Guest Opinions

Guest Opinion: Embrace the new ways in higher education

No one is immune.

The forces of creative destruction that economist Joseph Schumpeter wrote about in the early part of the 20th century affect all industries, businesses, and organizations. The economy is such that new ideas and new products come along all the time, forcing to rethink how we practice our trade.

My industry, higher education, is feeling the impact of these destructive forces, but resisting change. Most colleges and universities still do things the same way, protecting their traditions and institutional framework.

Economic theory shows us why the business of higher education will have to change.

Awhile back many economists figured out that students don’t necessarily go to college to learn anything (of course, students knew this long before their professors). Many people pursue college degrees for what such effort demonstrates to employers.

Signaling theory, as it is known in economics, predicts that highly educated workers earn more than others, not because education has made them more productive or smarter, but because workers that already have natural ability go to college and use their degrees as a way to show prospective employers they have innate abilities that make them good workers. Business firms use education as a way to sort high-ability workers from low-ability workers.

The implication for this line of research is that attempts to increase the educational attainment of all workers will not affect the overall level of wages in the economy. More people with a college degree reduces the effectiveness of the signal.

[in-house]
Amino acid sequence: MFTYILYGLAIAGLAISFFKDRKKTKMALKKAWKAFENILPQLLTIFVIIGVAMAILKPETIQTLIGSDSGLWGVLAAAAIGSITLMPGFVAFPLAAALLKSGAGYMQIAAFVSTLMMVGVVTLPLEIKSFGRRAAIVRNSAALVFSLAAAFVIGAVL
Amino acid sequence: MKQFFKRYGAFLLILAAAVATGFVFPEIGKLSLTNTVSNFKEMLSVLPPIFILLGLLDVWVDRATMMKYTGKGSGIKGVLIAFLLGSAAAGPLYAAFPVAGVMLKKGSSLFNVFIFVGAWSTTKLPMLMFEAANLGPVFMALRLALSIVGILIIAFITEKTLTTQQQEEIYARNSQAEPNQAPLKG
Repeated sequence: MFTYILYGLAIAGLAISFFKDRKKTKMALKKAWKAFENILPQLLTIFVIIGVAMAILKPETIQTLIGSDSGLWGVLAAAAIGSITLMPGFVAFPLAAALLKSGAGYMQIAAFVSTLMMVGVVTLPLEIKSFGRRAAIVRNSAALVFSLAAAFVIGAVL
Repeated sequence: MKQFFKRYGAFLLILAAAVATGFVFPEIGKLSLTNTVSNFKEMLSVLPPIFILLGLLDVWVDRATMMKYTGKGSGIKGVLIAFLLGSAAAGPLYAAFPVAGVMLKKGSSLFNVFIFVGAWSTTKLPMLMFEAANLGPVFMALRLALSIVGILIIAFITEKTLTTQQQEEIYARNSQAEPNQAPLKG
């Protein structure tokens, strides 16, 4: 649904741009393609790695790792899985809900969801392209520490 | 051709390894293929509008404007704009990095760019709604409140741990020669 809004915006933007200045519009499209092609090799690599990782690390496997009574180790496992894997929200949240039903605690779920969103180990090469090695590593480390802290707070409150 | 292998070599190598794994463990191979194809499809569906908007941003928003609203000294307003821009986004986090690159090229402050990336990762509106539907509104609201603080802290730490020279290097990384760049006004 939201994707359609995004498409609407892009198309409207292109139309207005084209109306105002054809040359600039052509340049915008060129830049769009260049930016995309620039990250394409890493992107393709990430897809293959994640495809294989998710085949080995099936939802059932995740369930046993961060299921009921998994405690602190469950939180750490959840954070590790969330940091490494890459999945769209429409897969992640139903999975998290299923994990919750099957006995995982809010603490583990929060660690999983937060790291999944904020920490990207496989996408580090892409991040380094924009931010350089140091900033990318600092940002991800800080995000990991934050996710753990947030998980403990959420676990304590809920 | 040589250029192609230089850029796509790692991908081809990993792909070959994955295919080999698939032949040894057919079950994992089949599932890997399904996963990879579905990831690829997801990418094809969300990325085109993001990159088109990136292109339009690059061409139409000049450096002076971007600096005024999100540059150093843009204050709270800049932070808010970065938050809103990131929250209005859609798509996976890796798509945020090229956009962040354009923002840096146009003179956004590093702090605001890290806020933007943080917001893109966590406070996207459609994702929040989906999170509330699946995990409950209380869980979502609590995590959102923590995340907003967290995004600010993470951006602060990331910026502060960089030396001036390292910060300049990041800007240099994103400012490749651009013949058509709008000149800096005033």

Again, students (the consumers of higher education) are figuring this out and looking for new and better ways to let employers know how good they are.

In a variety of professional fields, specific certifications and professional licenses are available to students that can simply pass the exam. Students can buy a book or just watch videos online to prepare for the exam and avoid the ever-increasing tuition of college. The exam results can be a strong signal to employers that the job candidate has the ability to manage office systems, run a payroll department, conduct a social media campaign or any number of other business tasks that were previously given only to college graduates.

In other fields, job candidates can now directly demonstrate their ability by doing the work and then quickly showing it to many prospective employers. Software engineers write the app, and in no time, firms that can benefit from these skills are calling. Previously, graphic designers needed institutions, such as colleges and studios, that would display their work. These artistic portfolios are now instantly available to whoever likes the work, and thereby instantly signal the worker’s ability.

Colleges and universities continue to hold on to their old way of doing things despite these creative forces. Despite the declining value of the signal produced, the higher education industry continues to lobby for more government-provided financial assistance or seeks donors for endowments protecting old academic programs and tenured-faculty positions.

Earlier this year the administration of Northwest Nazarene University announced a restructuring which I support. NNU is doing what it can to meet the needs of students. My faculty colleagues have their own reasons for opposing the action, but I pray it isn’t fear.

We need to change, and it could be fun.

University faculty and administration should let go of the old way of doing things and seek new ways of instruction. We should be smart enough to find more and better ways our students can demonstrate what we are teaching them.

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